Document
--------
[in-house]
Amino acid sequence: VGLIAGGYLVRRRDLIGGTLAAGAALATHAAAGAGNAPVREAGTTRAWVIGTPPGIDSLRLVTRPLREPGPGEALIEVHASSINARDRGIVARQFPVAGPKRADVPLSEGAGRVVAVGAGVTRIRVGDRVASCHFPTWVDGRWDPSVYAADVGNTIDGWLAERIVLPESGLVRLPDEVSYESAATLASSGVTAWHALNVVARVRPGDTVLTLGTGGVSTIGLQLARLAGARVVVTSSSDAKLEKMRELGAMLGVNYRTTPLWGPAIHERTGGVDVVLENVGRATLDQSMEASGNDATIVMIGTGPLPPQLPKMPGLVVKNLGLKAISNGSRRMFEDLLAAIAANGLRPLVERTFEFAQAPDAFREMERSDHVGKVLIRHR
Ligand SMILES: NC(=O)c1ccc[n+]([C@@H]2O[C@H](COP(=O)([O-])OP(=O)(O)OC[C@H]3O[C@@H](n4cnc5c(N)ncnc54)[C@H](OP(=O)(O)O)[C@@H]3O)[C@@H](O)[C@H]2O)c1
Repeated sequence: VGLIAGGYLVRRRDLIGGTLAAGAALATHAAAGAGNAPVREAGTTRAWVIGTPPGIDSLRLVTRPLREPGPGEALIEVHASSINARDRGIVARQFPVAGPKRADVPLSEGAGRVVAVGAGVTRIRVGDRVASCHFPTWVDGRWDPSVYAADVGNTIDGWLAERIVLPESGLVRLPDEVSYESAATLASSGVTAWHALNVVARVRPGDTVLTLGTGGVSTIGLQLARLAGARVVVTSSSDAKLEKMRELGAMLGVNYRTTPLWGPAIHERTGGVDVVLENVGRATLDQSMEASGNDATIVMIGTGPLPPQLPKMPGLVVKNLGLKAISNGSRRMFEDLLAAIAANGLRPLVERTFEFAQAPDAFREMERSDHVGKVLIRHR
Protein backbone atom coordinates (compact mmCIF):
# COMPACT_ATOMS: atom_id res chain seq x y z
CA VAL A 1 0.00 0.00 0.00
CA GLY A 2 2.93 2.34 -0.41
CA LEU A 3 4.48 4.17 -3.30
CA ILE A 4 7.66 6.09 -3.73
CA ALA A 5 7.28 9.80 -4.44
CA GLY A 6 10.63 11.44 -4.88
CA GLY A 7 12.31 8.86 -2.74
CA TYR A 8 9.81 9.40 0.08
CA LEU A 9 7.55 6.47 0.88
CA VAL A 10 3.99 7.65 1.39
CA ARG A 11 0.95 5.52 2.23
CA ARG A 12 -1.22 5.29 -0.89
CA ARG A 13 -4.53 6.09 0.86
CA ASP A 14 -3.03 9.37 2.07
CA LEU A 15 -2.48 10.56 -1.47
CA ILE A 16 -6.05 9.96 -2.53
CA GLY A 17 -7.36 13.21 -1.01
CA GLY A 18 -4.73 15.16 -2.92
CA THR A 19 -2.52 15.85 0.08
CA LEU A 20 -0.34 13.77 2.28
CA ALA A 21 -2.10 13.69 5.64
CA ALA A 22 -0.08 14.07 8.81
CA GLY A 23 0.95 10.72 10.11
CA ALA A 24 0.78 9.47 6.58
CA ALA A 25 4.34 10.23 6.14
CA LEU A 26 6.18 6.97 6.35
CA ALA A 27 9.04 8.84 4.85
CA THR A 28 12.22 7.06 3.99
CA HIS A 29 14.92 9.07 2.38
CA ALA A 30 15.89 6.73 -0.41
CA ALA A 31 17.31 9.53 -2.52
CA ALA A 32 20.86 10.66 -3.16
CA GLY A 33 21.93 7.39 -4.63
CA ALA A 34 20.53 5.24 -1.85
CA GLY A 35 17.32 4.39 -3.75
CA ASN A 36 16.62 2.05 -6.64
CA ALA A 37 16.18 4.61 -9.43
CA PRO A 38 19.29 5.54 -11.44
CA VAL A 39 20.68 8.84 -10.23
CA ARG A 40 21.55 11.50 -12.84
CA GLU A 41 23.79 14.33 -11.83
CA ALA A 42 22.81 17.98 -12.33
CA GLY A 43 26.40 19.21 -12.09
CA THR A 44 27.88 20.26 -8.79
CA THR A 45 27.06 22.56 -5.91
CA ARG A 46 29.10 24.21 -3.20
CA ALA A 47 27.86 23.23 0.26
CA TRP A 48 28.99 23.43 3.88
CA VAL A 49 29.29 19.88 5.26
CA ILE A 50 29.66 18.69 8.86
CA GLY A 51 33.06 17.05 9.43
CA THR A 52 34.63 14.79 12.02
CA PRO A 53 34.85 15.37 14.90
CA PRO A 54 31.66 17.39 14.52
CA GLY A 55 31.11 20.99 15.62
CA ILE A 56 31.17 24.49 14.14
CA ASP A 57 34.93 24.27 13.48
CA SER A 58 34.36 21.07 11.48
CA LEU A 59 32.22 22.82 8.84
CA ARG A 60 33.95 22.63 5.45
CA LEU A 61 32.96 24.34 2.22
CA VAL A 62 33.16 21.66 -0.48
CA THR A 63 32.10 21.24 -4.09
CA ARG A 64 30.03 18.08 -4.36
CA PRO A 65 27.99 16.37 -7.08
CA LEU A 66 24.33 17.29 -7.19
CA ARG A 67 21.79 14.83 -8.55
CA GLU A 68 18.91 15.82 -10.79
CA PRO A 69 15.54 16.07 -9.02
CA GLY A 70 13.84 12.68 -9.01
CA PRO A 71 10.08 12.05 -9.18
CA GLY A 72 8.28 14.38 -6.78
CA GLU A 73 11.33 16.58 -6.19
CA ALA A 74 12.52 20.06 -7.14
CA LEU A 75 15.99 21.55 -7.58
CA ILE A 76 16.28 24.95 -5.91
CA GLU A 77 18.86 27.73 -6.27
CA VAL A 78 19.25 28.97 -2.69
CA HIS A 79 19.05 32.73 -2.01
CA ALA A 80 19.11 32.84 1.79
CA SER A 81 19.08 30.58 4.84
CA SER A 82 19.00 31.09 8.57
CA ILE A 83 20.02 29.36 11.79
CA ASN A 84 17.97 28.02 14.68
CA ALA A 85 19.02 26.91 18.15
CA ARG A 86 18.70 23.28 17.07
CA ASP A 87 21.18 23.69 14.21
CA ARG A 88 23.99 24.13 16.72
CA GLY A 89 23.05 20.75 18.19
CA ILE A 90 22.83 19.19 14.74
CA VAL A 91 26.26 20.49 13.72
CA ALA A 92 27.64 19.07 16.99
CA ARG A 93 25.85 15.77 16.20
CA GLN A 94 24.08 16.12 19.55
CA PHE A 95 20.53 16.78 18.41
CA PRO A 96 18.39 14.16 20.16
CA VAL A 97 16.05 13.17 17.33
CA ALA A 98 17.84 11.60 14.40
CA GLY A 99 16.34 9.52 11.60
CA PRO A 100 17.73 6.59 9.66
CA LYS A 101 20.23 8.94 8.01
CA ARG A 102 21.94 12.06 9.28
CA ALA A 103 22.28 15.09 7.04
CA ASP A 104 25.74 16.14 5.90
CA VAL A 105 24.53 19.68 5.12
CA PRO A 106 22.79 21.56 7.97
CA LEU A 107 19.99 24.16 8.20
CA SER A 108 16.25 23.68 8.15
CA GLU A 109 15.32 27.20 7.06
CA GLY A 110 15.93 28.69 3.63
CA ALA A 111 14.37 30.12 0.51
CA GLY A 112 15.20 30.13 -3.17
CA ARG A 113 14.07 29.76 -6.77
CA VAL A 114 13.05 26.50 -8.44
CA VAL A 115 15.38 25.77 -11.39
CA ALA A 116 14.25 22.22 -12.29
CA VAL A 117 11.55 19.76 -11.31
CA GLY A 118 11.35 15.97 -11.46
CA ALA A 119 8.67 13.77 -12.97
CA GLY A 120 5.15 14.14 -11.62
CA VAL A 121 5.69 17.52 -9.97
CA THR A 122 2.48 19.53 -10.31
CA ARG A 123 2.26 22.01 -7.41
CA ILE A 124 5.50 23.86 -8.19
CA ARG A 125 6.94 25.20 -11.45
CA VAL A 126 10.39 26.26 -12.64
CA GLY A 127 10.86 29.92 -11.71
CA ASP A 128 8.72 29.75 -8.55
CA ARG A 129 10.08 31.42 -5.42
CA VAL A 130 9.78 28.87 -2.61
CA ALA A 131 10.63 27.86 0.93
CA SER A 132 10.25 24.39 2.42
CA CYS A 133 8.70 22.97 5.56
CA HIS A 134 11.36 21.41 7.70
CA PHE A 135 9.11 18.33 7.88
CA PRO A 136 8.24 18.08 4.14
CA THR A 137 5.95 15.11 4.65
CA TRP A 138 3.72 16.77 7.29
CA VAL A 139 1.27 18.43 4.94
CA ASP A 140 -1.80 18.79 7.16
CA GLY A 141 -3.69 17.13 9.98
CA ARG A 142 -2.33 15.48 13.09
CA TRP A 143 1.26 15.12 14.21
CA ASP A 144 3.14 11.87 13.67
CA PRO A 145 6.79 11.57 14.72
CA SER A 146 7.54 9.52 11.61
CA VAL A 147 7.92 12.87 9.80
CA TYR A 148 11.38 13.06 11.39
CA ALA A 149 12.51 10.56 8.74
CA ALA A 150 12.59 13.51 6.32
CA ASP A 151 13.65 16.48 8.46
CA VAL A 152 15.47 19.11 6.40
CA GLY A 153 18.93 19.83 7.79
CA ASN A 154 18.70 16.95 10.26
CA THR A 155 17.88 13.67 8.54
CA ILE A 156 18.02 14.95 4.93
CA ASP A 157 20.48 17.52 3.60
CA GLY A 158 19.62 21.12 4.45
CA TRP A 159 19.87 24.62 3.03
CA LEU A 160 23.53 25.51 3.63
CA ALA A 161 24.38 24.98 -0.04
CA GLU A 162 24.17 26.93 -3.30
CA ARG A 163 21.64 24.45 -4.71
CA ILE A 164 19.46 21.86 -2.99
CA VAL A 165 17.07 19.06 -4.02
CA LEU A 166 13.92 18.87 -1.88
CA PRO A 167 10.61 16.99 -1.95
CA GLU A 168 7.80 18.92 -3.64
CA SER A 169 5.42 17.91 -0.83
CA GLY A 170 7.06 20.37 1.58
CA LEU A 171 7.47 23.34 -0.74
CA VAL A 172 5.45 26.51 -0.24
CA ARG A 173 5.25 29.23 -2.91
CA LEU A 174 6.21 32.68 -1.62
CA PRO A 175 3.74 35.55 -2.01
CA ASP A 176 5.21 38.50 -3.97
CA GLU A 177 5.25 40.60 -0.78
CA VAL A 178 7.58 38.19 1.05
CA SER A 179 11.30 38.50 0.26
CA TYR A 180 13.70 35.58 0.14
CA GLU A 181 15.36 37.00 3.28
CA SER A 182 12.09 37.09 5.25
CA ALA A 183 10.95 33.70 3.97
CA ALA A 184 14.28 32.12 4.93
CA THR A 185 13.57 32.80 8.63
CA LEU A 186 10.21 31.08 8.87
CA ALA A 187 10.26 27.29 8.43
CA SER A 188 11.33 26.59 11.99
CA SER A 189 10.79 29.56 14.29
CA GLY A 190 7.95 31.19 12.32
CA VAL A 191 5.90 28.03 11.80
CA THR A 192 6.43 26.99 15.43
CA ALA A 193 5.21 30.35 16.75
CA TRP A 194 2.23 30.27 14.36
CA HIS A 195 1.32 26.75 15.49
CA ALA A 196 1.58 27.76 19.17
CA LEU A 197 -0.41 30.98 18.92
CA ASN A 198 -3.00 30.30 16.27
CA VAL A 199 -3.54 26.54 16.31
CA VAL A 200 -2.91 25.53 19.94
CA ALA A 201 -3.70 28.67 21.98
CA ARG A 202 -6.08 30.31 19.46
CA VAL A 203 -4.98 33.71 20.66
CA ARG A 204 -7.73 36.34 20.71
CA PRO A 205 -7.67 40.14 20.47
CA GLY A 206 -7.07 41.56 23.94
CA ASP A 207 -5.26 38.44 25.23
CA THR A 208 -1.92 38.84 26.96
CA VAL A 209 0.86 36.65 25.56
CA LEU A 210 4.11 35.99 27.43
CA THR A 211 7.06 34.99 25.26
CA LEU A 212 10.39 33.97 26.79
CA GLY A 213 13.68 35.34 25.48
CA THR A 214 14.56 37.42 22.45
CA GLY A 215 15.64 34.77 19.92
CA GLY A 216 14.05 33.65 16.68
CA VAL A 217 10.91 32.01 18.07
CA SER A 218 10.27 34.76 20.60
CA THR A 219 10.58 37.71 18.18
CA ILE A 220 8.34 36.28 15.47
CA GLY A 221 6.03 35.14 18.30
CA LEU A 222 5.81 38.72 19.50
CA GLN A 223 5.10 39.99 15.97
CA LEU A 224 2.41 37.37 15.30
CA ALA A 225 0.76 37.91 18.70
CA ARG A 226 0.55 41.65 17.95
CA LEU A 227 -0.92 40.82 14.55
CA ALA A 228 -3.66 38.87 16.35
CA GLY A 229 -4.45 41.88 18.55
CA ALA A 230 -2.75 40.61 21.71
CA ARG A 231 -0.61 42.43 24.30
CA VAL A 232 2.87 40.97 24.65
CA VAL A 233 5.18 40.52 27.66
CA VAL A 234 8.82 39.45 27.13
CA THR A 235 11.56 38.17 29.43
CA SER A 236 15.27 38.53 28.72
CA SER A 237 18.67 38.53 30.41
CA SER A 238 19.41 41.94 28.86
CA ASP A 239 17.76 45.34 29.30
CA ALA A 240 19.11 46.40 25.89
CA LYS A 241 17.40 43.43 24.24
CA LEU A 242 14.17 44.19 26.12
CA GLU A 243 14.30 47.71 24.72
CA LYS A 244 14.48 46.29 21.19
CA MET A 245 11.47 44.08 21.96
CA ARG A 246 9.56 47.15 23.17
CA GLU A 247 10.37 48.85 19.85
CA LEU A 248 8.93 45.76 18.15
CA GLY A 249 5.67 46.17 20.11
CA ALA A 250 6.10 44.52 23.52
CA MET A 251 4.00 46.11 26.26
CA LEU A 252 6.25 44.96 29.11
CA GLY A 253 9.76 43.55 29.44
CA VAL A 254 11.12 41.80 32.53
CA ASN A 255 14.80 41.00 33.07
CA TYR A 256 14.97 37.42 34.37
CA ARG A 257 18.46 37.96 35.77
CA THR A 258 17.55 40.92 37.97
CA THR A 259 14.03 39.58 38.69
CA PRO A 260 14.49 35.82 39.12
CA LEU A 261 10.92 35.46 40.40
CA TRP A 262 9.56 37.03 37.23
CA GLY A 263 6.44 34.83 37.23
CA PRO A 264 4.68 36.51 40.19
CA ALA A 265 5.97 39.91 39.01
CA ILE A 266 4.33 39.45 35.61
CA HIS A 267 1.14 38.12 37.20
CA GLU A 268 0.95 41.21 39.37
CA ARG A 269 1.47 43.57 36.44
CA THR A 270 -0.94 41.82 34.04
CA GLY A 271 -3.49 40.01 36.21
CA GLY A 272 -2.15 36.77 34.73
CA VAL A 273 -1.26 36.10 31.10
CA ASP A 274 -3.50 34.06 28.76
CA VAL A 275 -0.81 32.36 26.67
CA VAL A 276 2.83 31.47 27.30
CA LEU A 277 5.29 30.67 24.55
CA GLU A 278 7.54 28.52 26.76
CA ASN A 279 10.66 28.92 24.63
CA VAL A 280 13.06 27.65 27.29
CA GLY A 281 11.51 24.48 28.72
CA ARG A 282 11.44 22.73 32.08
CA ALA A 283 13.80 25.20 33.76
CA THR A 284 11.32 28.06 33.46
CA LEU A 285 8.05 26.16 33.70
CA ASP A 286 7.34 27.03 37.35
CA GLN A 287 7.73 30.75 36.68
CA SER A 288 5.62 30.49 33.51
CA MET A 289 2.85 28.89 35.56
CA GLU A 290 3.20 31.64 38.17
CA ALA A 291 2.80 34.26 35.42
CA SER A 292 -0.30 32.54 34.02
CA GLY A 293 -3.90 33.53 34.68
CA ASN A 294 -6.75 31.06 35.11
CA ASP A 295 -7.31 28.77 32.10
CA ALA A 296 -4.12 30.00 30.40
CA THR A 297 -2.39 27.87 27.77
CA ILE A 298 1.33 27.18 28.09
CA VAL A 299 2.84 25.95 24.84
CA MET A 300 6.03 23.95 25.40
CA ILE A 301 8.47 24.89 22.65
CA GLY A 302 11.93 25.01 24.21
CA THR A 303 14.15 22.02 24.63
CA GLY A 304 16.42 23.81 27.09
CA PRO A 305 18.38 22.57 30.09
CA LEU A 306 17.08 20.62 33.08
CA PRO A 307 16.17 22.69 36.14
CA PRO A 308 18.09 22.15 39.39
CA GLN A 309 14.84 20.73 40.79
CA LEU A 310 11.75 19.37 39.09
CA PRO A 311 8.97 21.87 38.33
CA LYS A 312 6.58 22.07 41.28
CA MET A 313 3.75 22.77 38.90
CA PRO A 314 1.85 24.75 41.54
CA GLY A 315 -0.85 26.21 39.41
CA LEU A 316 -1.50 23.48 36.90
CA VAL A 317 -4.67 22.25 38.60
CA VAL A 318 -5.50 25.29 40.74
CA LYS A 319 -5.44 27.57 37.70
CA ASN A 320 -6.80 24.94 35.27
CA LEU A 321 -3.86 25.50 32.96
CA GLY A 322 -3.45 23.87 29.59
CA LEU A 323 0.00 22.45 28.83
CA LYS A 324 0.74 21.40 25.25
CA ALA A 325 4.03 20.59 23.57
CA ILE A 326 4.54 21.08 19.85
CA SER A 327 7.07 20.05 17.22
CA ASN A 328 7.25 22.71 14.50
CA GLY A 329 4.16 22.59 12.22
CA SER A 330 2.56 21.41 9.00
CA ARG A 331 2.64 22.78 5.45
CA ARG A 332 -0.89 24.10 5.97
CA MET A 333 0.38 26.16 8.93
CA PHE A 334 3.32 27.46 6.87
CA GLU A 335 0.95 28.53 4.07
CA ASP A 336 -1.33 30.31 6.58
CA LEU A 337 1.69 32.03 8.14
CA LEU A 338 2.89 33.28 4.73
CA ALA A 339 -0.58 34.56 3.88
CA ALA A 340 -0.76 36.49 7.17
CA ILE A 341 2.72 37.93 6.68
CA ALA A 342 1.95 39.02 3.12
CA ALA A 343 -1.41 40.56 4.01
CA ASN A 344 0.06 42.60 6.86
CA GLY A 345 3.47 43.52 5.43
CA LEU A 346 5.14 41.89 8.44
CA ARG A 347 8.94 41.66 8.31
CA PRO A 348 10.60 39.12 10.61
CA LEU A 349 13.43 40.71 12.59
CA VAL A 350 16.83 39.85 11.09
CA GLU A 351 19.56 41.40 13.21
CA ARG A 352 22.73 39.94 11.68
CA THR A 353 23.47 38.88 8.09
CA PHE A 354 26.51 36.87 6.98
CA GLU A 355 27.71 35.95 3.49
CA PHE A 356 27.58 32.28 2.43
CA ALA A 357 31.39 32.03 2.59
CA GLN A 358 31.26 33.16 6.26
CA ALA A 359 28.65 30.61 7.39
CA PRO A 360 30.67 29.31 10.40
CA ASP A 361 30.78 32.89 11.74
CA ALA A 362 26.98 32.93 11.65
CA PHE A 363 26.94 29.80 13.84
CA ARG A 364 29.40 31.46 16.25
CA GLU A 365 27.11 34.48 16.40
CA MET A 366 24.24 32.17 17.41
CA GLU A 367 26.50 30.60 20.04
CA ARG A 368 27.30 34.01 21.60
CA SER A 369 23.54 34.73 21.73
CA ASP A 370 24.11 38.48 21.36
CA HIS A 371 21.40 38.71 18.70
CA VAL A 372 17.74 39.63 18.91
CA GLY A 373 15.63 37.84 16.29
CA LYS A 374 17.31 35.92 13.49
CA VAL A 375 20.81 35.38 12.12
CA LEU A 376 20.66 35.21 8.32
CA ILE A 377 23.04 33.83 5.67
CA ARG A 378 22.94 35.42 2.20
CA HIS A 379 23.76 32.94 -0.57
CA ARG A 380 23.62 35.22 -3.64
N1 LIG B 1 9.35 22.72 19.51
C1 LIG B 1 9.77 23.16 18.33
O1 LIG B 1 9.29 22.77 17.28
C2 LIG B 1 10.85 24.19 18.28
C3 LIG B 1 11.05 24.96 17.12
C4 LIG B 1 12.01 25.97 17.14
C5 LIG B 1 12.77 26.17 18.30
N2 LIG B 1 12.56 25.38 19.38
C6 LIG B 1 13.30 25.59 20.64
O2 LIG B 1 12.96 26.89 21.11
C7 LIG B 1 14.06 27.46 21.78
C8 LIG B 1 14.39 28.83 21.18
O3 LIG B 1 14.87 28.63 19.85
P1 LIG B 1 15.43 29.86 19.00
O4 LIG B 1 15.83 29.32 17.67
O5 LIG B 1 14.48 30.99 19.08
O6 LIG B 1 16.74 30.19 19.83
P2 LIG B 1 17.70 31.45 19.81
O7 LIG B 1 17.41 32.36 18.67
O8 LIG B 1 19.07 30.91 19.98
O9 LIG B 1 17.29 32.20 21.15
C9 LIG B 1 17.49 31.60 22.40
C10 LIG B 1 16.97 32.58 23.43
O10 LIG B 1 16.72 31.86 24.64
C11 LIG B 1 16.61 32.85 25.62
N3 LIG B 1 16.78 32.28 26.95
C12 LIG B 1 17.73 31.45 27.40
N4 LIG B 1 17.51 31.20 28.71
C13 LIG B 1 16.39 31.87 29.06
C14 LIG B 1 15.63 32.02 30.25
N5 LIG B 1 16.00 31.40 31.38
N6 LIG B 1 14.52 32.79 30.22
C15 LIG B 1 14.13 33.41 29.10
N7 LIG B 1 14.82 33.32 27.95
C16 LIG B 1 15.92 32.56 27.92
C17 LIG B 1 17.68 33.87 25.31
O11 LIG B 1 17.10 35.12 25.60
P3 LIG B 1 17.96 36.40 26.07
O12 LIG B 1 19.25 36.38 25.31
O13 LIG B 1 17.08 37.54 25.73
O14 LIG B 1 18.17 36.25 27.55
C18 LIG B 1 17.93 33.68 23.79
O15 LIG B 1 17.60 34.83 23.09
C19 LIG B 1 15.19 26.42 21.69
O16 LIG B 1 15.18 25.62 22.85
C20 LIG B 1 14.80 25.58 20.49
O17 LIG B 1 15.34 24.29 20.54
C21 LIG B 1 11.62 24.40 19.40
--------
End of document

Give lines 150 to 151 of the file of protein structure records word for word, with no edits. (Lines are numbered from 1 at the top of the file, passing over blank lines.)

CA ASP A 144 3.14 11.87 13.67
CA PRO A 145 6.79 11.57 14.72